Here lies John Doe, who did some things for a while, and had a job, and rarely maligned anyone.

Now don’t get me wrong – there’s nothing wrong with surviving. If you’re surviving, you’re already halfway there. Shoot, there are some people who start out in such a crappy place in life, that surviving is all they can realistically hope to accomplish in their lifetime – if you are not one of these people, and you still don’t use the resources and opportunities around you to make something of yourself, I think you deserve to be alone. You can’t demand more out of life if you’re not going to demand more out of yourself.

Surviving is step 0 – remember what I said about having and achieving goals?

So, to recap, the following annoying habits are NOT part of your identity and aren’t immune to criticism just because you say “it’s just who I am.” It’s not who you are as much as it is a bunch of bad habits:

  • Having nothing to talk about because you don’t do anything interesting (Cop-out line: “I’m just shy/an introvert” – you can be an introvert and have stuff to talk about)
  • Having little sense of personal style or hygiene (Cop-out line: “People who dress to impress are just fake.” Yeah, thousands of years of cultural evolution where people extend the courtesy of putting effort into their appearance, and you’re the enlightened one in your week-old sweats and birkenstocks.)
  • Wasting all of your free time doing nothing (Cop-out line: “I’m so tired from work.” If that’s really the case, girls are not your problem. You need to find a different job.)
  • Putting people down, hatin’, being negative to put yourself above others (Cop-out line: “I’m just an aggressive personality, and I think those people are being fake because they’re not being a slob like me!” No, you’re a tumbling dickweed. Stop putting others down and bring yourself up)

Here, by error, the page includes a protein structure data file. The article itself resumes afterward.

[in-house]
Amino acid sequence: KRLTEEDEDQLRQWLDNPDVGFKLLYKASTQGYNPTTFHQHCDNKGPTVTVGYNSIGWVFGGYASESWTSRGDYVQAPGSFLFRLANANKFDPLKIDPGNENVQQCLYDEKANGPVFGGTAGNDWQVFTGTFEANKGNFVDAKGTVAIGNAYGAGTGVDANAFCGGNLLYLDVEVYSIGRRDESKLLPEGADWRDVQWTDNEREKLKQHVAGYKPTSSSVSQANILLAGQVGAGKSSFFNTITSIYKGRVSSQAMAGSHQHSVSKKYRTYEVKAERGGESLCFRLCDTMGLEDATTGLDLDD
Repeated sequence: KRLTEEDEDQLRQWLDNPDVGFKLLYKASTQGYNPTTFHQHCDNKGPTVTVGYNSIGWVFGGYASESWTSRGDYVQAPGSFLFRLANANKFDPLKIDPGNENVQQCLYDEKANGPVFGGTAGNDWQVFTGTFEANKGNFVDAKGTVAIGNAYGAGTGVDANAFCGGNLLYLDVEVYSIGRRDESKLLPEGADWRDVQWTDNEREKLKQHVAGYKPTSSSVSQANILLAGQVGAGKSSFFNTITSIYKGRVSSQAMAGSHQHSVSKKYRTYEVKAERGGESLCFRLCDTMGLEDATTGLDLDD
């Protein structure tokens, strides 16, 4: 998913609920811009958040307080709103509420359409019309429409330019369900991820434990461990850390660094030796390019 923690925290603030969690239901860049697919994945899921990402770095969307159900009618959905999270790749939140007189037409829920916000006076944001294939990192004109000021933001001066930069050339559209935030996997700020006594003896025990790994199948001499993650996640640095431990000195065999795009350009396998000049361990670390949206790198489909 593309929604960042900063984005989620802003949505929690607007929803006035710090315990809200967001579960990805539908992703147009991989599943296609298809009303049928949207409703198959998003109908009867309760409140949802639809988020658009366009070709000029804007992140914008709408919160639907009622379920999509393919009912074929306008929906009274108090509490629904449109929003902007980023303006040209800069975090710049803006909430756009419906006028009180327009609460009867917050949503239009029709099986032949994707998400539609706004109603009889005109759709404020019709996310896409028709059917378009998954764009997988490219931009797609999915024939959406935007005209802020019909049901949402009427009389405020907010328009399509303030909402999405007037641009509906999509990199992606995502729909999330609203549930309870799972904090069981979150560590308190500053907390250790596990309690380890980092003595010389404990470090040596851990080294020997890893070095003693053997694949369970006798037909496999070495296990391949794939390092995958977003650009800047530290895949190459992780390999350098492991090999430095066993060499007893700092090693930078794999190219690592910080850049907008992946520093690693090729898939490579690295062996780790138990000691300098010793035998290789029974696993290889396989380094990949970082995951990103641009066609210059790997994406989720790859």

• On the flip side, being a doormat for women because you’re putting up the facade of being “chivalrous” (Cop-out line: “I’m just being nice.” There’s a big difference between being nice and being nice to try to get a woman to sleep with you. The difference is called “not being a pussy.”)
  • Anything that you do to that involves you making a choice to continue feeding your weaknesses. That stuff is just sad.

If you have one of these habits, changing them would not be “compromising your identity” or a “personal ethical failure.”

If you think you can’t change these habits, you’re wrong, because thousands of other people with two arms, two legs, and a semi-regularly functioning brain have done what you want to do. More likely, you’re just too afraid to try because it would mean that your personal success is your responsibility.

Rarely are any of these things – all of them day-to-day lifestyle changes – a question of ability. This isn’t training to be an astronaut. This isn’t inventing the next longer lasting light bulb. This isn’t becoming a world-renowned artist. It’s just making small, concrete, positive changes – like being in shape, having hobbies that make you happy on your own, being financially secure – that affect how you operate EVERY day. That make you feel good about being you. Things that you might have told yourself before are unchangeable because “that’s just who you are.” Things that would make “being yourself” become good advice.

When it comes down to it, I’m asking you to brush your teeth, be interesting, and to impress yourself instead of faking something to impress others. I’m not asking you to lie to anyone, take up interests you’re not interested in, or be fake. Then when you have those good things going on, you can be confident in your everyday life, because you are COMPETENT at being happy and alive. You won’t have to “act cool” or “act confident” because you will just BE those things. And naturally, women will be curious about that confidence, and wonder about what things you’ve got going on in your life to make you so much happier than the Average Joe.

So, the best advice I can give you about “being yourself” is to imagine the best version of yourself and strive toward that. Even if you don’t get there, you’ll be better than you were yesterday, and you’ll never find out how far you can go if you don’t start taking the steps.

This isn’t a two step program. This isn’t something you do for a few months. This is a journey of discovery called being alive, and it theoretically lasts up until you die.

I guarantee you that you’ll surprise yourself. I know a bunch of people who have done this. None of them knew at the beginning exactly how it would turn out when they finally told themselves “enough is enough” and decided to stop being angry, to lose the weight, to restart their passion, to FIND a passion.

But, looking back, all of them are happy they did it, and most say they wish they’d taken the steps sooner.

Stop finding excuses not to be happy. After you become the version of yourself (which is always changing for better or worse) that you’d be proud to wake up and see in the mirror every morning – THEN you can “be yourself.”